The Problem With Choose Your Own Adventure

Remember the choose your own adventure books? They were my favorite.

You’d start reading a book and it’d start out just like any other story you’ve read and then all of a sudden something different happens. You have a choice. Does the character do option A or option B? You, the reader, get to intervene in the lives of the characters in the book. You get to decide the direction of the story. You get to choose what they do next. Their future. Their destiny. It’s all in your hands. All you have to do is choose option B and flip to the page 28 and you completely change their future.

Do they go into the abandoned house and find out where the spooky noises and random lights are coming from or do they go down the street and pretend they saw nothing? Does the rescue team risk the storm in order to attempt a rescue mission or do they wait until the storm blows over? Does little Timmy give the bully his milk money or does he stand up to him and risk getting punched in the face?

Only you get to decide. The fate of the characters lies in your hands. Flip to the wrong page, and something terrible could happen to your favorite character. The story could end abruptly or be fairly boring. Make the right decision, however, and you find yourself in the midst of an awesome story. There was only one problem…

***

In life there are essentially two kinds of freedom.

The first type of freedom allows you the ability to choose between two options. A or B. Pick one. You’re free to choose.

The other type of freedom means you’re allowed to do whatever you want. WHATEVER YOU WANT! You’re free to choose. Fabian calls this ‘”the freedom to be the sovereign of our sphere.” I love that term.

A sovereign country isn’t subject to anyone else. They have the supreme and independent authority to do with their country whatever they want. For better. Or for worse. They’re responsible. They get to choose their own adventure. Their own destiny…

The Problem With Choose Your Own Adventure

The problem with choose your own adventure is it’s too small of a story. Sure, you could pick what the characters would do next, but the endings would never be as good as I hoped for. I would be imagining a super secret spy mission storyline in my mind and I would find that the super spy went through the wrong door and got shot in the head. Dead. End of story. Unsatisfied, I’d flip back through the book and find out the alternate mission and flip to that part of the book only to find out sure enough, he completed the mission perfectly according to plan. That was it.

Open and shut. Perfect mission or dead. Those were the options. Sure, there were more turning points throughout the book, but they’re were always the same. Here’s two options: pick one. Go.

That didn’t do much for me. Two options seemed small. I wanted something more. Something a little less expected. I know it’s just a book, but it just didn’t ring true to me. Life isn’t that clean cut. Life isn’t perfect – and I’m glad.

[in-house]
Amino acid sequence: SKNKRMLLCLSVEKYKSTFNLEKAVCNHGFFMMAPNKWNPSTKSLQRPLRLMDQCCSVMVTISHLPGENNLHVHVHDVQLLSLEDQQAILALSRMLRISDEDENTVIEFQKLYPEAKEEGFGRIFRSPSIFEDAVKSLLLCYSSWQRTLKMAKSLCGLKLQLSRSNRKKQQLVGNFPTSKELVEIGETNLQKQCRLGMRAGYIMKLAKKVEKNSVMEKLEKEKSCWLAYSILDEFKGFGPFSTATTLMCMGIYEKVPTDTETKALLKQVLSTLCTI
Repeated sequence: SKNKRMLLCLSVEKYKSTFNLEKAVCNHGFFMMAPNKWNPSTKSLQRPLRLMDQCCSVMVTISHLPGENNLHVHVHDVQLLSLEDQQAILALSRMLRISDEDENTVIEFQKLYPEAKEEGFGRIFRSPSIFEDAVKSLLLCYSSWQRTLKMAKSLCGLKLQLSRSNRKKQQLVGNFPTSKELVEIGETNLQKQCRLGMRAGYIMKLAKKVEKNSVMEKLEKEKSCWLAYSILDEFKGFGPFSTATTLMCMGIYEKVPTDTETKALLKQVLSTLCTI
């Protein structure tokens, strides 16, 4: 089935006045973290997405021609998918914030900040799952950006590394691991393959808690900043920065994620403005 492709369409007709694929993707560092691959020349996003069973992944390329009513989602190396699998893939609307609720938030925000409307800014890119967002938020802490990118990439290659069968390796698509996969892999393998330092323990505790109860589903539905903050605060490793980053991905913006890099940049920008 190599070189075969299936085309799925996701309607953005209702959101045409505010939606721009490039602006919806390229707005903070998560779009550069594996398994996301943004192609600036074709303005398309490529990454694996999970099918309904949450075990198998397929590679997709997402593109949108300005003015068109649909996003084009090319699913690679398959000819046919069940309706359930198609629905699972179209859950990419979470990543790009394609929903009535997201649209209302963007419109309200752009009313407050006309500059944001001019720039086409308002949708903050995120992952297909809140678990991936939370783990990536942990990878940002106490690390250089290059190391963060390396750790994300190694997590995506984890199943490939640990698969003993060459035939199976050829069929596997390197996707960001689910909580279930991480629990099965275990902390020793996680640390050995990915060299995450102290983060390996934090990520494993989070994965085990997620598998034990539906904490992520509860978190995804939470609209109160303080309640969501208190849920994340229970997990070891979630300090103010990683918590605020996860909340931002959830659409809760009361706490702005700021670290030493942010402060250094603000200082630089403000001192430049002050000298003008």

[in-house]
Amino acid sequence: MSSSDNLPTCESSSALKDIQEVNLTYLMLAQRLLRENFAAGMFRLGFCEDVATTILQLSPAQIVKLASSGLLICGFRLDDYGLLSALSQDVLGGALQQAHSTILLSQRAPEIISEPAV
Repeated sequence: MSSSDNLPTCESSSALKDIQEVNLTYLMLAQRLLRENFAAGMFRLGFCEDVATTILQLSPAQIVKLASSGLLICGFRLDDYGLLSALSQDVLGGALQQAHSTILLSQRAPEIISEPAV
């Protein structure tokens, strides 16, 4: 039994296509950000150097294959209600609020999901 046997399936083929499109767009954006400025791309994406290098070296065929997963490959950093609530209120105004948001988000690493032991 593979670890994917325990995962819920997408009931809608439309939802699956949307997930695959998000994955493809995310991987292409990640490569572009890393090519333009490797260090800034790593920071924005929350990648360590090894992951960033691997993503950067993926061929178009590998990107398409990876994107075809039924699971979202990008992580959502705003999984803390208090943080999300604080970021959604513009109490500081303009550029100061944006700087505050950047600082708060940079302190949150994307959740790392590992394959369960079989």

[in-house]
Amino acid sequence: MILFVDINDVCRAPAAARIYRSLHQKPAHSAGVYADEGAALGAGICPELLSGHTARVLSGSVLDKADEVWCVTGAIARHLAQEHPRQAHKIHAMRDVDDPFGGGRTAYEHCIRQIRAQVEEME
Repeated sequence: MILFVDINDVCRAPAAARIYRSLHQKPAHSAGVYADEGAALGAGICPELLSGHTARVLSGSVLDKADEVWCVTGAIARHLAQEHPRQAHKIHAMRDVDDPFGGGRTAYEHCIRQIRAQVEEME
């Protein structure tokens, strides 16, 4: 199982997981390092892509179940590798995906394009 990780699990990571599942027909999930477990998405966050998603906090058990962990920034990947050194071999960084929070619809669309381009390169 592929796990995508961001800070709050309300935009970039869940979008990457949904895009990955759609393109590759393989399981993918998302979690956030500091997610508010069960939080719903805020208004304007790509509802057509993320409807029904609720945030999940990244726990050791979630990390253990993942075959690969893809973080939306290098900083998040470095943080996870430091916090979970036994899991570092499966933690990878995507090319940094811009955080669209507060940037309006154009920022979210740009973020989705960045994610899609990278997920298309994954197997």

Perfection is boring. Sure it seems desirable, but when faced with the choice between perfection and adventure, I’ll take adventure.

Life is messy. Life has screw ups. Life has a lot of adventure…if you want it.

What happened to the mission where the spy gets shot multiple times, almost screws up the mission, pushes through, takes down the bad guys, rescues the pretty girl, runs into some more bad guys that nobody briefed him on, takes them out anyways while getting shot again, frees some prisoners and kisses a baby before going down in a firefight. Everybody cries and mourns at his funeral only to have him show up at the funeral alive, having only barely survived the shootout by jumping into the canal, falling unconscious and waking up on the shore 3 days later. What happened to that story?

I would read that story.

Every single second of that story, the character is making his own decisions. It’s not the choice between options A & B, but the choice between options A, B, C, D, and E. It’s not one or the other either. It’s a combination of plan C & D and with a little bit of plan Z on the top. Sure our super spy sort of has a plan, but he’s mostly making it up as he goes. He knows what he wants to do (save the pretty girl, free some prisoners, kiss a baby, and maybe kill some bad guys in the process) but he never has someone come up to him and tell him, “You can either do this or do this. Pick one.” The options are never that simple.

The choices facing our super spy are never as simply as the ones you get in the “choose your own adventure” stories. So, instead of worrying about which adventure to choose, he creates his own.

Why does life have to be any different?

A lot of times we act like we have to choose one option. If we’re lucky we get to choose between two options. What luck! But why do they only have to be two options?

Why not make your own option?

If your life is a story, then you’re in an incredibly unique position. You’re writing something everyday that you’re starring in as well. With every single action you take, you’re writing your own life story daily.

So why not make your own option? Be your own boss? Do what you really want? Why not make it awesome?